The first time Brandon Wesselius entered the Navistar Technician Rodeo in 2018, he almost felt like he shouldn’t have been there. It was that tough, he said.
So the 30-year-old from Owen Sound, Ont., decided to compete again in 2019 so that he could feel better.
“My main goal was not to try to win, not to beat others. It was… just so that at the end of the day, I can feel good about myself,” Wesselius told Truck Tech after winning in the truck category.
The finalists were selected from an overall group of 900 technicians. Only Navistar Diamond Certification holders can participate in the annual event. Getting certified itself is a tough, long process involving multiple online tests, Wesselius said.
Each year, the certified technicians get a 24-hour window for a two-hour online test encompassing all aspects of truck repairs. The winners qualify for competition.
The final round, held in Woodridge, Ill., involves a series of stations designed to simulate service areas. The contestants are assessed on how quickly and effectively they navigate their way through the stations, diagnosing and fixing problems along the way.
Wesselius was one of three contestants, including one competing in the bus category, from Lewis Motor Sales — a major dealer for Navistar’s International brand of trucks.
Prior to joining Lewis Motor in 2018, he worked for more than 10 years at another Navistar dealer, Altruck International Truck Centres in Guelph, Ont. He got that job through the Ontario Youth Apprenticeship Program, a popular school-to-work project.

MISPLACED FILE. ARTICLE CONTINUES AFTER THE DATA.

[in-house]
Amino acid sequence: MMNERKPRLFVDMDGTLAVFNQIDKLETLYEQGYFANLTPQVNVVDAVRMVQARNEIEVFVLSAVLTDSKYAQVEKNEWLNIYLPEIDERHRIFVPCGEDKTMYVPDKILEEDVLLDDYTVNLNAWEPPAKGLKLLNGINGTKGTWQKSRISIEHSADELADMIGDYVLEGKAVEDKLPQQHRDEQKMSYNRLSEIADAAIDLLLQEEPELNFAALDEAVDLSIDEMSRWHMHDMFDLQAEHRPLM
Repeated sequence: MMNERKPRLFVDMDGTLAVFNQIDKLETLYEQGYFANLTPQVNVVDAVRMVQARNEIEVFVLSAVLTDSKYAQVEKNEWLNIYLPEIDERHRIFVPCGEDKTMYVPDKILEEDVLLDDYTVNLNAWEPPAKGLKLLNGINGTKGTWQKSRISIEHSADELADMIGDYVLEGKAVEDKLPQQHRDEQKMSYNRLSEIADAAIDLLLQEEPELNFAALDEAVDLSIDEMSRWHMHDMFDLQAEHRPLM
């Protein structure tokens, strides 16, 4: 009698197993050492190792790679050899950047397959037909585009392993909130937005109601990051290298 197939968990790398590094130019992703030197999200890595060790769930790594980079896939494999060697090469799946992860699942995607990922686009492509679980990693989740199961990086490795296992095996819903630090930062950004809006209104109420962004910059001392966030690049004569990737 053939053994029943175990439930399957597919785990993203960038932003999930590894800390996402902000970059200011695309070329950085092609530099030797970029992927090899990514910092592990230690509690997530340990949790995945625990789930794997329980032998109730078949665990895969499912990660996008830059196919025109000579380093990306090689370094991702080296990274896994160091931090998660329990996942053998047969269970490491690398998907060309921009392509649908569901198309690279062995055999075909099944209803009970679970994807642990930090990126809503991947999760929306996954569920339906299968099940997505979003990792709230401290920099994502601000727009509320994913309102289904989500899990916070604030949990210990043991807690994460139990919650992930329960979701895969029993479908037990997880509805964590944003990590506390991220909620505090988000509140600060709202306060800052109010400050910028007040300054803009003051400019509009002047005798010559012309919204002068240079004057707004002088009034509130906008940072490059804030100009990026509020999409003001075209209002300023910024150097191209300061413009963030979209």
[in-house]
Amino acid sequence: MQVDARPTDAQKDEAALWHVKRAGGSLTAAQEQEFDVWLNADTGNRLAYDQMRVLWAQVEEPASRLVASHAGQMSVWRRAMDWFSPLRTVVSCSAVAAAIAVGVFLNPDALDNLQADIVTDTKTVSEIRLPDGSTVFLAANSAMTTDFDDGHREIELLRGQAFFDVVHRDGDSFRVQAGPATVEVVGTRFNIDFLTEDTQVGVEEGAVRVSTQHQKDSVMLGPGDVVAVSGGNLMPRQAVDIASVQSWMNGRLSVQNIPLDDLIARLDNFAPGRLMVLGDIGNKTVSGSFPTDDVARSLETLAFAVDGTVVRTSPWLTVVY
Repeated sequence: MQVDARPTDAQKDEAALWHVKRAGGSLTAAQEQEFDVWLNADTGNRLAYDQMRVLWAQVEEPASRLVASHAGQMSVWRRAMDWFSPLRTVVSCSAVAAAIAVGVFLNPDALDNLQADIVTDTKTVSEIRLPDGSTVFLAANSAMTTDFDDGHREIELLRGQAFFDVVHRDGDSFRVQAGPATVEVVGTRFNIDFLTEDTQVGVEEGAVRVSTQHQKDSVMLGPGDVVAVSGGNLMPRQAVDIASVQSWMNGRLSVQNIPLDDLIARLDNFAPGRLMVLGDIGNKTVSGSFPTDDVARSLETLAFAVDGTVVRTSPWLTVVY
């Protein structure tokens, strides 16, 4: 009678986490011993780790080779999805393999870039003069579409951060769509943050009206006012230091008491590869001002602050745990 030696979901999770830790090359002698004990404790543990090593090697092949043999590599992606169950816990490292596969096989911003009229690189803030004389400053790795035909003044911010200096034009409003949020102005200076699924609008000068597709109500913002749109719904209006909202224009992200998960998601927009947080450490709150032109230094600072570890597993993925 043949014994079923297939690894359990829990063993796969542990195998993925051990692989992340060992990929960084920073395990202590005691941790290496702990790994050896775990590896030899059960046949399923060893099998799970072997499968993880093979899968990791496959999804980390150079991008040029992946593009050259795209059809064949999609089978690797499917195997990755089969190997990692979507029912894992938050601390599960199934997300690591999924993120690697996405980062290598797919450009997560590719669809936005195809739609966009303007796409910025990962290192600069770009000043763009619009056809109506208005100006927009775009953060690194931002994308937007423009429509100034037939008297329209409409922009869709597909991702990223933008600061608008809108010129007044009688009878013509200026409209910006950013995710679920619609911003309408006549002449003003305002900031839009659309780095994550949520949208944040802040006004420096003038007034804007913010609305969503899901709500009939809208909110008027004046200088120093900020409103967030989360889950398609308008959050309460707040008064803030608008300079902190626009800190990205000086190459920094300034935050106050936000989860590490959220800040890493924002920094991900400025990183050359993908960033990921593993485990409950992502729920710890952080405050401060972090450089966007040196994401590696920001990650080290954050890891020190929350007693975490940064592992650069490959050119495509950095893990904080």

By joining the trucking industry, Wesselius was just following a family tradition, too. His father, Ed, has been a longhaul trucker for more than 50 years. But Ed Wesselius never wanted his son to become a truck driver.
“He regretted being away from home all the time, so he didn’t want that to happen to me. He said, ‘No, you’re not allowed to be a trucker,’” Brandon Wesselius recalled.
So, for him, the closest thing to becoming a trucker was working as a truck technician.
There is also one other person who has inspired him so much: His wife Jen. They have been married since 2016.
Wesselius said Jen helped him “come out of my shell and become more sociable.” If it was not for Jen’s support, Wesselius said, he wouldn’t have participated in the competition.
For his efforts, Wesselius received a Navistar certificate and a gift card worth $2,500. And his employer acknowledged his success with a “nice bonus,” he added.
The technician even spends his spare time with grease under his fingernails, although that work focuses on motorcycles. “I have done two bikes so far. I did a 1980 Honda CM400, and then I did a 1997 Suzuki GS1000.”
Now he can say he applies some star power to the tasks.
Have your say
We won't publish or share your data